Then as I continue on with my "normal 60+ hour work week" as many educator's do,  I provide inspirational professional development to schools throughout the Nation and Internationally- whether it is onsite or through Adobe Connect or Google Hangouts as webinars. I wear many hats in my job- as most educators do, as I am also a technology coach, a Google Certified Teacher, a National Intel Senior Trainer, and a 1:1 mobile learning specialist.

My job is to empower teachers and administrators with motivating and engaging best instructional practices- to improve their teaching and administrative performances in their k-12 teaching and learning environments- to ultimately impact student achievement for each and every child in their district. 

My name is Naomi Harm, I am a very proud and respected educator, I am a mother, I am a first time grand-mother, I am the CEO of Innovative Educator Consulting Corporation, a first generation woman owned business entrepreneur- and proud of it! I am not a vendor.

Wednesday, February 26, 2014

5 Years Ago Today- Where Were You? I Changed The World!

February Greetings Blog Readers,

Life has been a simple whirl wind of PD adventure since the holidays. I need to take a step back and reflect on my learning and celebrate on all the great things that are taking place around me and in my life at this moment. For starters, today- February 26th- is my five year mark of the the official day I started Innovative Educator Consulting (IEC) Corporation. Wow- where have the five years gone? It has been a marvelous learning journey, but most importantly a monumental step for me personally and professionally as a woman business entrepreneur.

Many of you that know me professionally and personally- know that I am very driven, very inspired by positive like minds, and very competitive and will accept a challenge and or risk to make a transformational change when it comes to impacting k-20 education with teachers, students and administrators! Five years ago- I accepted this challenge head on to start my own edtech consulting company. My goal was to note and document its success or setbacks each quarter, and then collate this data into an annual review by the end of year one. I knew this data would showcase the bigger picture for me of my success or shortfalls of my company. I also knew this data collection would be my guide to make a choice to continue on with this edtech adventure, or choose to go back to the teaching world within a classroom setting from the annual review. By the end of year one I knew I  was on the right track to success- as I had landed 72 separate school contracts to provide on sight edtech professional development trainings that ranged from 1 day of face-to-face PD to up to 10 days of tech immersion trainings and crafting technology action plans within k-12 school districts.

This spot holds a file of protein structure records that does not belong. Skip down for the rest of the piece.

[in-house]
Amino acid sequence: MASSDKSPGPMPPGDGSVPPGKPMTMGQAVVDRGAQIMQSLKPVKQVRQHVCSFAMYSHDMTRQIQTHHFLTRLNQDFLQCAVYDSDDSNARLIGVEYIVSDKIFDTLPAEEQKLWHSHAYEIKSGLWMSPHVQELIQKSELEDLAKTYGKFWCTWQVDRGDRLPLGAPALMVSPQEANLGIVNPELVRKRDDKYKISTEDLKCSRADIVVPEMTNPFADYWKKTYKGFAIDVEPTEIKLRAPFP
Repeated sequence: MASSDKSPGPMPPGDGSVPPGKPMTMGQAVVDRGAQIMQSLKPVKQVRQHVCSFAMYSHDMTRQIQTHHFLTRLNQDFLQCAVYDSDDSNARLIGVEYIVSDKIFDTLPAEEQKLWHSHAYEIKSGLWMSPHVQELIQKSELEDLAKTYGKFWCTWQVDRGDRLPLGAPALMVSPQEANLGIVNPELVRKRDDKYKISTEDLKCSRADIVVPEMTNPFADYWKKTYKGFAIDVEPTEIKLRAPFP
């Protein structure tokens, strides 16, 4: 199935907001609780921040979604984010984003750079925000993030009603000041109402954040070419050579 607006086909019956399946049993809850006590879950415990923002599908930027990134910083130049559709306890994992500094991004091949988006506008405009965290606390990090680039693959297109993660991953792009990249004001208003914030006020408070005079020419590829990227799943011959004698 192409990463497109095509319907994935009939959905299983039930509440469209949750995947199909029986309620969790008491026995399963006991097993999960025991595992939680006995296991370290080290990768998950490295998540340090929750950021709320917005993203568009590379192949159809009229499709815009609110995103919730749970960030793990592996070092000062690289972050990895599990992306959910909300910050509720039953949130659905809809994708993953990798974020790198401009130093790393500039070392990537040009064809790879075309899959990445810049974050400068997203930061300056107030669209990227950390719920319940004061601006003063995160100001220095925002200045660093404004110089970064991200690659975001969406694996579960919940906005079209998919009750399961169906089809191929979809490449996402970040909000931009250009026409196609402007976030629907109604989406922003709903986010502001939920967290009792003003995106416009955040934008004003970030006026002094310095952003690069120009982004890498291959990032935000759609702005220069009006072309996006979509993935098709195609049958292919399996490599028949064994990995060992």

They say when you are creating an edtech startup, that one needs to make an equivalent of up to three times the salary one normally makes in one's current position to provide for the edtech consultant's costs incurred, the salary allotted, the benefits and the health insurance one needs to provide as a private business owner. Well.... needless to say, I met my mark and surpassed the three time equivalent mark of bringing in the necessary revenue to support my edtech company. This provided me with a feeling of much accomplishment and much security.  I also knew that the edtech training landscape can greatly shift based on contributing factors of school districts tech needs, dollars allotted for PD and just in time emerging tech initiatives. Based on this evidence,  I needed to plan for long term. With year one under my belt- I needed to look deeper and project a visionary focus of what IEC could look like by year 3 and by year 5. I wanted to make sure my delivery and design had my fingerprints all over it, so I focused on a detailed edtech brand initiative for consistency with logos from my website, to my invoices to my tech swag. *Teachers and admins love swag you know :-) I wanted districts to identify my company with my brand, and when they saw it published in other districts marketing flyers, on listservs or through social media marketing- that could relate that PD offering back with my company. This way the brand and my first name of "Naomi" marketed itself- and I still to this day have districts that saw my name or company logo and chose to reach out to us again based on the visual and the great learning experience they remembered from a past training experience.